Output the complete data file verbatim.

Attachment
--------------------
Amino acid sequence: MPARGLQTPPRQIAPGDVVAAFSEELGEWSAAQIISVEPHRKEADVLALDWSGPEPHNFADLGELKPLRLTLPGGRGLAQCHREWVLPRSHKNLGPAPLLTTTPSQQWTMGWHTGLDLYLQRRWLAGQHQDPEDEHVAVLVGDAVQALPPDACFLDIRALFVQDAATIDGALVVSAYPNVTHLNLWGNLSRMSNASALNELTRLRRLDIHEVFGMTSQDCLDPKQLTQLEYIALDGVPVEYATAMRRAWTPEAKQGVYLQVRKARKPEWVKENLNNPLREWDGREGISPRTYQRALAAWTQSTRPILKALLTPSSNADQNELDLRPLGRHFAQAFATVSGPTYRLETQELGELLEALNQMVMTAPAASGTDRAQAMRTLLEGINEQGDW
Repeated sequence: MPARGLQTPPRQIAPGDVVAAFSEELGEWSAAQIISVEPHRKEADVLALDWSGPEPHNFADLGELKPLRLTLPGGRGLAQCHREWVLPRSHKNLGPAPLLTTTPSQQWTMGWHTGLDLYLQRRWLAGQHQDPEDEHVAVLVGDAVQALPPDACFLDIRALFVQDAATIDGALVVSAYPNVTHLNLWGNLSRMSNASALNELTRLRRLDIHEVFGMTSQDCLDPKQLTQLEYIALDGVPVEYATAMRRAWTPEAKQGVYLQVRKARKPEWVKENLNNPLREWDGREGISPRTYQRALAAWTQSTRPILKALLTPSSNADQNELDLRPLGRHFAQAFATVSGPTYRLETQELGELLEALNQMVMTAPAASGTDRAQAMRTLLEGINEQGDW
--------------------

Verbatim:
Amino acid sequence: MPARGLQTPPRQIAPGDVVAAFSEELGEWSAAQIISVEPHRKEADVLALDWSGPEPHNFADLGELKPLRLTLPGGRGLAQCHREWVLPRSHKNLGPAPLLTTTPSQQWTMGWHTGLDLYLQRRWLAGQHQDPEDEHVAVLVGDAVQALPPDACFLDIRALFVQDAATIDGALVVSAYPNVTHLNLWGNLSRMSNASALNELTRLRRLDIHEVFGMTSQDCLDPKQLTQLEYIALDGVPVEYATAMRRAWTPEAKQGVYLQVRKARKPEWVKENLNNPLREWDGREGISPRTYQRALAAWTQSTRPILKALLTPSSNADQNELDLRPLGRHFAQAFATVSGPTYRLETQELGELLEALNQMVMTAPAASGTDRAQAMRTLLEGINEQGDW
Repeated sequence: MPARGLQTPPRQIAPGDVVAAFSEELGEWSAAQIISVEPHRKEADVLALDWSGPEPHNFADLGELKPLRLTLPGGRGLAQCHREWVLPRSHKNLGPAPLLTTTPSQQWTMGWHTGLDLYLQRRWLAGQHQDPEDEHVAVLVGDAVQALPPDACFLDIRALFVQDAATIDGALVVSAYPNVTHLNLWGNLSRMSNASALNELTRLRRLDIHEVFGMTSQDCLDPKQLTQLEYIALDGVPVEYATAMRRAWTPEAKQGVYLQVRKARKPEWVKENLNNPLREWDGREGISPRTYQRALAAWTQSTRPILKALLTPSSNADQNELDLRPLGRHFAQAFATVSGPTYRLETQELGELLEALNQMVMTAPAASGTDRAQAMRTLLEGINEQGDW